“The Arctic is changing,” he continued. “Although the region is becoming rich in opportunity, that also means new and unknown threats are growing as well. Through the Stevens Center, we can make sure Alaska is front-and-center as we work to strengthen national security in the Arctic.”
Along with Young, Sullivan specifically noted his support of the center being named after Stevens.
“In terms of American forces, the Ted Stevens legacy, in that regard, is one that is very strong,” he said. “The naming of this Department of Defense Arctic Security Center after Ted Stevens I think was fully appropriate. It’s going to remind members of the military how much he did, not just for Alaska, but the entire U.S. military.”
The late Sen. Stevens served in World War II as a pilot and was the longest serving member of the U.S. Senate with 41 years in office. Stevens died in a plane crash in 2010.
“Our work to secure authorization and funding for the center was a huge accomplishment on its own, but now to know that the Center will officially be located in Alaska is incredibly welcomed news,” Murkowski said in a press release. “I’m proud to have helped ensure the Ted Stevens Center continues to move forward from a mere concept to reality. As this project comes to fruition, we will all see the tremendous value it will provide as America pursues and defends our interests in the Arctic.”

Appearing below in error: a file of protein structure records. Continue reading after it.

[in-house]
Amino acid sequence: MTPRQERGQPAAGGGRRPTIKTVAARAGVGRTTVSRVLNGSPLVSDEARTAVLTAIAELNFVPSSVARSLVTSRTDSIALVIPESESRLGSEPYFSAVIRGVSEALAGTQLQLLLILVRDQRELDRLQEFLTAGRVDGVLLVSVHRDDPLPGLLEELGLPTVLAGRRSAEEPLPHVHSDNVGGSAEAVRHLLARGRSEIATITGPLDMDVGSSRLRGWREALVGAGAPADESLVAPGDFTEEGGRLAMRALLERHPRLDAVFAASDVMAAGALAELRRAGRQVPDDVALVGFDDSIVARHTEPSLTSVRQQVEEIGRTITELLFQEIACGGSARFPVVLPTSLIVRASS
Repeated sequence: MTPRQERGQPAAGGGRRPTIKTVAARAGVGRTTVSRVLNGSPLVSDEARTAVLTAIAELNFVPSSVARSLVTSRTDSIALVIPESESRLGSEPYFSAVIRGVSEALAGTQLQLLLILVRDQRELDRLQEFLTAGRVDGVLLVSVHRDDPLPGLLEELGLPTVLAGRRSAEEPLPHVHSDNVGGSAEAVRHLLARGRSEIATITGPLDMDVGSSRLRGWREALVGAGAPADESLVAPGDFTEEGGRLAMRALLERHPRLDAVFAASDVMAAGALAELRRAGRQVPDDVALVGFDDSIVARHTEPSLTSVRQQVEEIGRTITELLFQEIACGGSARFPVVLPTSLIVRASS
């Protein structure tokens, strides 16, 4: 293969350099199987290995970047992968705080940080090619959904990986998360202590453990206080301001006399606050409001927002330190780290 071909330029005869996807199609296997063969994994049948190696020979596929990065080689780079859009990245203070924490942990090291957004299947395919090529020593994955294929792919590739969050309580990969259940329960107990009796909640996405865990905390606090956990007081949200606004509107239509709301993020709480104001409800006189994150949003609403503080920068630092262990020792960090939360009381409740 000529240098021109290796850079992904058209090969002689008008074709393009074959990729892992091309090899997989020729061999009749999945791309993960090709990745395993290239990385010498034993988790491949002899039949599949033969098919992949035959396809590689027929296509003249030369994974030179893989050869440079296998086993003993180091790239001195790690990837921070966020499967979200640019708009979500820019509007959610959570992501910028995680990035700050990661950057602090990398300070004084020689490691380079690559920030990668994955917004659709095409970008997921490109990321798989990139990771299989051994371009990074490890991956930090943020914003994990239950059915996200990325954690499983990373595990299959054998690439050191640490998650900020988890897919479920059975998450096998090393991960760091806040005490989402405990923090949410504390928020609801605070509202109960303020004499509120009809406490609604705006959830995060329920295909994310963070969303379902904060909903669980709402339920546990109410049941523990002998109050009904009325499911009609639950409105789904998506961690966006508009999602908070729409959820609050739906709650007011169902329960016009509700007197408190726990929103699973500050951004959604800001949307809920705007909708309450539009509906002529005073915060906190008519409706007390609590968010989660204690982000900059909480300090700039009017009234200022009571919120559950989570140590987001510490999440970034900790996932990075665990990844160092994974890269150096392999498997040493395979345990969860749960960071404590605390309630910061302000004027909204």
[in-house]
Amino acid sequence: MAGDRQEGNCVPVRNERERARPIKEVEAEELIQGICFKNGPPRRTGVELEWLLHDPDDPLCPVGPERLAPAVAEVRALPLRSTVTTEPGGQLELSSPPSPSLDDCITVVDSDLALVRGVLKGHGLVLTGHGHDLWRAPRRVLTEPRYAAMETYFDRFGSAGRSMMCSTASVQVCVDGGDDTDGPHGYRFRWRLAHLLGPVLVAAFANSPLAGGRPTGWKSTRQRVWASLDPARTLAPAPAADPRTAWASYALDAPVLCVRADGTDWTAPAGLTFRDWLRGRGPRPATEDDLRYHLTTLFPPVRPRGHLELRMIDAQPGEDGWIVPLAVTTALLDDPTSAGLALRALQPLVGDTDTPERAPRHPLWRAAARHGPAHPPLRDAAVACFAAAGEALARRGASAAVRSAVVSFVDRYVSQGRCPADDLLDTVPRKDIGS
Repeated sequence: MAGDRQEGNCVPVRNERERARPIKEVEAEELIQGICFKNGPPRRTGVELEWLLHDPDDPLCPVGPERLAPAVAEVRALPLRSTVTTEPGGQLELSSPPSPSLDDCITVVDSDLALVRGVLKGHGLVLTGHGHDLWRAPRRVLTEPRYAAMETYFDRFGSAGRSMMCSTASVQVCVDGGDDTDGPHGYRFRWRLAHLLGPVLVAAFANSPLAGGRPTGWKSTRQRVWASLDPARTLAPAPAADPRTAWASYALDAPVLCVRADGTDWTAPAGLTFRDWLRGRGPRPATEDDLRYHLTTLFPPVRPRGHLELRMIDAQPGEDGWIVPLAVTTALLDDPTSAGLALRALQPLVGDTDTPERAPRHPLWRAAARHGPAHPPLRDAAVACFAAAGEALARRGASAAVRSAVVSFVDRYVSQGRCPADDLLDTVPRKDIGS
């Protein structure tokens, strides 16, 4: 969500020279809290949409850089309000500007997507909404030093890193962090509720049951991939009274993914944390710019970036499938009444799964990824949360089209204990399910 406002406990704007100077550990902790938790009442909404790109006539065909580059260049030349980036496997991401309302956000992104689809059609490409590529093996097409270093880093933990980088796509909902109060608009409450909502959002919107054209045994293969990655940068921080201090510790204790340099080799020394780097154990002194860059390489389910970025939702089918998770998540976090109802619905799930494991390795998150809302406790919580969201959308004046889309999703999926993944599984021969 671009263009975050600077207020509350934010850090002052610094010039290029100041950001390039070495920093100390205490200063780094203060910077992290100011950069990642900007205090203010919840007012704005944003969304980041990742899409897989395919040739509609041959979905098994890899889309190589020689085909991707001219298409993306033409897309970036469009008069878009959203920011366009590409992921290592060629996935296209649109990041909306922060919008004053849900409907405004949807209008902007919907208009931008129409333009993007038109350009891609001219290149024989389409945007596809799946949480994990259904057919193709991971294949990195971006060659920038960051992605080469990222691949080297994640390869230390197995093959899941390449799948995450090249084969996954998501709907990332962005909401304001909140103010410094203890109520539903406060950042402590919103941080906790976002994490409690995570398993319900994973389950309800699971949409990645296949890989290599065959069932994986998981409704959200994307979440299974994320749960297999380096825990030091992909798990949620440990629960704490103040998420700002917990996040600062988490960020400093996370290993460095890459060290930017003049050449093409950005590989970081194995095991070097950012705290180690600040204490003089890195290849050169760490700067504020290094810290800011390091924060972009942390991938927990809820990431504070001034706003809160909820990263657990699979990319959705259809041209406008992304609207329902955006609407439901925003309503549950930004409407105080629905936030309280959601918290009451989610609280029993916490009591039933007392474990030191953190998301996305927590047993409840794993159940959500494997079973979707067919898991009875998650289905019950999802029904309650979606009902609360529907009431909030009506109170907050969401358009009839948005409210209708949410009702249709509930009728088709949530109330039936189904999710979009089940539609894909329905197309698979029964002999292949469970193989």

On Sept. 22, the Defense Department announced that Kee would serve as senior advisor for Arctic Security Affairs and support the Under Secretary of Defense for Policy in the establishment and operations of the Stevens Center. Sullivan and Murkowski sponsored the National Defense Authorization Act funding of $10 million within the fiscal year 2021 appropriations package. U.S. Secretary of Defense Lloyd J. Austin III said that the center will increase cooperation on challenges and security concerns in the Arctic.
“The center will support the U.S. Interim National Security Strategic Guidance direction to work with like-minded partners and across the interagency to pool our collective strength and advance shared interests,” Austin said in a press release. “It will address the need for U.S. engagement and international cooperation to strengthen the rules-based order in the region and tackle shared challenges such as climate change.”
Murkowski secured the $10 million funding in her role as appropriator, she told Alaska’s News Source in an email. The mission for regional security centers listed in the DoD fact sheet includes executive level education programs, in region workshops and research support.
The four mission areas listed for the Stevens Center to be located in Anchorage are to advance Defense Department priorities, reinforce rule based order in the Arctic, and “in keeping with the Secretary of Defense Lloyd Austin’s priorities and the Interim National Security Strategic Guidance, address the impacts of climate change in the region.”